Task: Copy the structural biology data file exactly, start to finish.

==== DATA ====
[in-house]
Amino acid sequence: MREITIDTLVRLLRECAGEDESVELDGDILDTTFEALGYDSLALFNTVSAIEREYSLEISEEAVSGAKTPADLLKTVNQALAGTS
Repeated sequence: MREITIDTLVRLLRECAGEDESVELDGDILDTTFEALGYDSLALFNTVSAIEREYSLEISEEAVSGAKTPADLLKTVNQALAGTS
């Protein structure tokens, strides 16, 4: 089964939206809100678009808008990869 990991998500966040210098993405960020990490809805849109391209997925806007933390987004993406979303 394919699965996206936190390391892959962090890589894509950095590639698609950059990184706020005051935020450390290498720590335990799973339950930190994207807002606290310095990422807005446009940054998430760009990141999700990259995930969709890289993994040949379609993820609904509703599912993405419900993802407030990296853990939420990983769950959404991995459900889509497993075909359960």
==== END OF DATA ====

[in-house]
Amino acid sequence: MREITIDTLVRLLRECAGEDESVELDGDILDTTFEALGYDSLALFNTVSAIEREYSLEISEEAVSGAKTPADLLKTVNQALAGTS
Repeated sequence: MREITIDTLVRLLRECAGEDESVELDGDILDTTFEALGYDSLALFNTVSAIEREYSLEISEEAVSGAKTPADLLKTVNQALAGTS
């Protein structure tokens, strides 16, 4: 089964939206809100678009808008990869 990991998500966040210098993405960020990490809805849109391209997925806007933390987004993406979303 394919699965996206936190390391892959962090890589894509950095590639698609950059990184706020005051935020450390290498720590335990799973339950930190994207807002606290310095990422807005446009940054998430760009990141999700990259995930969709890289993994040949379609993820609904509703599912993405419900993802407030990296853990939420990983769950959404991995459900889509497993075909359960």